Trump is using the Bill Clinton playbook and it just might work

The parallels are remarkable. Twenty years ago this month, a special prosecutor investigating the president was weeks away from releasing a report accusing the chief executive of illegal conduct unrelated to his official duties. Three months later, Bill ClintonWilliam (Bill) Jefferson ClintonApproving Kristen Clarke's nomination should be a no-brainer Obama calls on governments to 'do their part' in increasing global vaccine supply China's emissions now eclipse the developed world — preventing climate protection MORE was impeached by the House of Representatives on charges of lying and obstructing justice to hide a extramarital affair from his wife and the country. While this may have meant he lost a battle, there is no question that Clinton ultimately won the war against independent counsel Ken Starr by not only surviving but continuing on to complete an otherwise successful presidency.

Today, President TrumpDonald TrumpGOP-led Maricopa County board decries election recount a 'sham' Analysis: Arpaio immigration patrol lawsuit to cost Arizona county at least 2 million Conservatives launch 'anti-cancel culture' advocacy organization MORE is not only following Clinton’s playbook to a tee, he stands a good chance of winning his war of words against an opponent who remains unable to fight back. Just as we are seeing with the ongoing Russia probe today, Starr’s original investigation started with a specific goal and broadened over time. In this case, Starr’s 1994 appointment was to investigate potential violations of criminal law relating to Bill and Hillary ClintonHillary Diane Rodham ClintonThe curious case of the COVID-19 origin Harris headlining Asian American Democratic PAC's summit Congress won't end the wars, so states must MORE’s involvement in the “Whitewater” land deal. Four years and $50 million later, Starr’s most impactful findings involved Clinton’s affair with a White House intern and his lying about it under oath.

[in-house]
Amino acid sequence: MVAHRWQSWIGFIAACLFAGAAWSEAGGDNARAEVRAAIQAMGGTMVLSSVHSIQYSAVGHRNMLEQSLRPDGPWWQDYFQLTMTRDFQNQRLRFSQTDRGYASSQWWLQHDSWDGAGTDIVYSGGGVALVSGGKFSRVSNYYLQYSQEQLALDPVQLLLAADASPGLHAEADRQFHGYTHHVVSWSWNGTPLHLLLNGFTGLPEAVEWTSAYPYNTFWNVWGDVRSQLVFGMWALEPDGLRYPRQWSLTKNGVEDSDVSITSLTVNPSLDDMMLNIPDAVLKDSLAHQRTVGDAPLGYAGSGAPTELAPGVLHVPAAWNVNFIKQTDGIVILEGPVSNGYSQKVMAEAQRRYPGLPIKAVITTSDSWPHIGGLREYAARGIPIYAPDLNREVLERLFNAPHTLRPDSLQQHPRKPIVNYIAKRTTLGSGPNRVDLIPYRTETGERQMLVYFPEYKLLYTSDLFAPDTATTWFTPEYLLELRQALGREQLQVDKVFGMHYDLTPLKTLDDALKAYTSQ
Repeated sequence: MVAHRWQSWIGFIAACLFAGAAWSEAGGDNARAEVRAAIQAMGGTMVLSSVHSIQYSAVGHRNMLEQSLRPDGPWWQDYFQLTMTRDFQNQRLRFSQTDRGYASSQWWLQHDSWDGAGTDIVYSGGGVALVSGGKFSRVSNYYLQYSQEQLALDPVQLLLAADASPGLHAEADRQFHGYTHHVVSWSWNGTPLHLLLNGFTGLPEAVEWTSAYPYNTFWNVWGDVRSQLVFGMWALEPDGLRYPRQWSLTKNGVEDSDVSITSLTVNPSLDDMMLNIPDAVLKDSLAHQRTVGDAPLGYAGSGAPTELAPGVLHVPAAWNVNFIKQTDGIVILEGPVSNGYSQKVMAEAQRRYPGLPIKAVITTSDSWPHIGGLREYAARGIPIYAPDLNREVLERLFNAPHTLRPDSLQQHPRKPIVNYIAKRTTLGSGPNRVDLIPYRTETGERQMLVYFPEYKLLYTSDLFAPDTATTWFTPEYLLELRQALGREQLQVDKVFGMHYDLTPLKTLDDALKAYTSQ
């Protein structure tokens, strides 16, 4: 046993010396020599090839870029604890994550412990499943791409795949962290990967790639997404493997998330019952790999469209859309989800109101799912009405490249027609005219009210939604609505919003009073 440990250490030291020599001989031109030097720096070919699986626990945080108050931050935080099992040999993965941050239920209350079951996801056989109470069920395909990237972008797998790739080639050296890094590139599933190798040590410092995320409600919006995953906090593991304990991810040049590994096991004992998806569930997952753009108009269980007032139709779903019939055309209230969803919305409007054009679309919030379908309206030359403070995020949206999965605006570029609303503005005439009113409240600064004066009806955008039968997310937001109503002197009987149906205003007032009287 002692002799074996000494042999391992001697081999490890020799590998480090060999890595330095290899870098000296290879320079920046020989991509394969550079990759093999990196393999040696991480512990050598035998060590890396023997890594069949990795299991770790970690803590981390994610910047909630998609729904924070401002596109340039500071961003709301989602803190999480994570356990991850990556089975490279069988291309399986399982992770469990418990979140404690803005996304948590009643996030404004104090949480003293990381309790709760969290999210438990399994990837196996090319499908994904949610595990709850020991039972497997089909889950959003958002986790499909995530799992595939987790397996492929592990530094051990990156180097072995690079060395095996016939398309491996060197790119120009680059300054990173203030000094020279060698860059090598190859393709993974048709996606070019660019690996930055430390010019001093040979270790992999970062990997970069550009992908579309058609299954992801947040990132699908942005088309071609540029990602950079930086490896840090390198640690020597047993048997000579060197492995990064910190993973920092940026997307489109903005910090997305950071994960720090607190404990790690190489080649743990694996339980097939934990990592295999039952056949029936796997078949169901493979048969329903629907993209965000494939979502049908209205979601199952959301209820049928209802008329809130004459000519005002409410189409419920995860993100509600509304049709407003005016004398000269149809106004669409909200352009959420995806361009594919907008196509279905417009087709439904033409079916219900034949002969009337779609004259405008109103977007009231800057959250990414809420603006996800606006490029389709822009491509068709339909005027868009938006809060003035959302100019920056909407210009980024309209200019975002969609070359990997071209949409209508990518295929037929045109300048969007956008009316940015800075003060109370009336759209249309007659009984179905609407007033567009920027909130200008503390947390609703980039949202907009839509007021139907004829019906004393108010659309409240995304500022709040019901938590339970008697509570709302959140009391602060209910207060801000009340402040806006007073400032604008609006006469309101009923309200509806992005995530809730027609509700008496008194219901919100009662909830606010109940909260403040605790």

Robert MuellerRobert (Bob) MuellerSenate Democrats urge Garland not to fight court order to release Trump obstruction memo Why a special counsel is guaranteed if Biden chooses Yates, Cuomo or Jones as AG Barr taps attorney investigating Russia probe origins as special counsel MORE’s original mandate was also narrow. He was appointed to find evidence of “any links” or “coordination” between the Russian government and individuals tied to the Trump campaign. Fifteen months and more than $16 million later, it is impossible to know when and how the probe will conclude. However, the conviction of former Trump campaign manager Paul ManafortPaul John ManafortThere was Trump-Russia collusion — and Trump pardoned the colluder Treasury: Manafort associate passed 'sensitive' campaign data to Russian intelligence Hunter Biden blasts Trump in new book: 'A vile man with a vile mission' MORE and the guilty plea of former Trump attorney Michael Cohen on grounds entirely unrelated to Russia mirror how Starr’s investigation also morphed into altogether new areas.